HomeLettersMeasure LCF Promises Unfulfilled

Measure LCF Promises Unfulfilled

The sales pitch made to voters to get us to approve Measure LCF was that residents would get more sheriff patrols, faster 911 response times, better emergency preparedness and more street resurfacing. But the City Council’s recently adopted budget for the next fiscal year does none of that.
Sheriff patrols are budgeted at exactly the same level as this year. No additional deputies, no increased patrols or traffic enforcement, and no greater presence around schools.
The budget has no additional paramedic resources, and no money for an emergency operations center. The budget for the Community Emergency Response Team (CERT) actually decreased. The budget for brush clearance, after adjusting for inflation, is flat.
As to street resurfacing, the budget includes only two miles of street resurfacing, compared to the average of three miles resurfaced annually during the past 15 years. In dollars, next year’s street resurfacing budget is less than this year’s budget.
Next year’s budget is also missing many needed public safety improvements.
There’s no money to improve the safety and circulation of the deadly and congested intersection at Foothill Boulevard and Angeles Crest Highway.
There’s no money to add a pedestrian-activated red light to the crosswalk in front of La Cañada Pet Clinic, where a pedestrian was killed two and a half years ago.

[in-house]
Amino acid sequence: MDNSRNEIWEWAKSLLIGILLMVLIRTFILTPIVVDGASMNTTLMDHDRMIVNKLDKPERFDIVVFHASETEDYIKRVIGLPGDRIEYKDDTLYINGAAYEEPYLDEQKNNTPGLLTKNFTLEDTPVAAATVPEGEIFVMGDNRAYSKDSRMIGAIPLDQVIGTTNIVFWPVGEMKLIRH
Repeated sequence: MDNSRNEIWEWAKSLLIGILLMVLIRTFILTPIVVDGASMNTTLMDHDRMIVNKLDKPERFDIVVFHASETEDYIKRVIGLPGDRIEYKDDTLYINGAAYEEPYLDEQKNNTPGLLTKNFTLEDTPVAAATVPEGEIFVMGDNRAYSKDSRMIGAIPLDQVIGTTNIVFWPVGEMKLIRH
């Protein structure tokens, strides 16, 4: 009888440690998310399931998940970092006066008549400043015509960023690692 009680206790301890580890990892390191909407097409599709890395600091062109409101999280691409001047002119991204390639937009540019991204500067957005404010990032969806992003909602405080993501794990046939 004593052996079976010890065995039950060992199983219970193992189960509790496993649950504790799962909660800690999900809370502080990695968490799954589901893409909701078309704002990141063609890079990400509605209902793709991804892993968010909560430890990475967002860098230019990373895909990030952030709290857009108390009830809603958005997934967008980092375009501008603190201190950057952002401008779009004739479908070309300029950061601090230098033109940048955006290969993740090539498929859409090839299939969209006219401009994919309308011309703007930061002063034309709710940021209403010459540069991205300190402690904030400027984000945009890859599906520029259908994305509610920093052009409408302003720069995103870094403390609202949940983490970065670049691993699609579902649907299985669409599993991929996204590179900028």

There’s no money to protect students on sidewalks on Michigan Hill and near La Cañada HS, where twice in the last two years cars have driven up onto the sidewalk.
There’s no money to jointly develop with the school district the former Foothill Intermediate School to turn it into a much-needed community recreation and cultural center, instead of the existing private schools.
There’s no cost of living increase in the budget for city staff, who’ve received only 4% in COLAs since late 2021, during which time inflation has exceeded 13%. It’s no wonder a third of city staff have left in the last two years.
The failure to include important public safety improvements in the budget isn’t because of a lack of money. In fact, in the last year alone, the city’s general fund reserves grew from $15.1 million to $17.5 million, a 16% increase. The city’s reserves are nearly equal to its general fund budget.
Where the city is spending freely is on litigation. This year the city spent over $1 million on litigation. Next year, for the appeal the city recently filed, there will be, at a minimum, another $1 million in litigation costs. If the city loses the appeal, it will be required to pay the litigation costs of its three opposing parties, another several million dollars.
It is apparent the City Council is using Measure LCF to fund its litigation, not the promised increases in public safety, emergency preparedness and street resurfacing.

David Haxton
La Cañada Flintridge

First published in the June 13 print issue of the Outlook Valley Sun.


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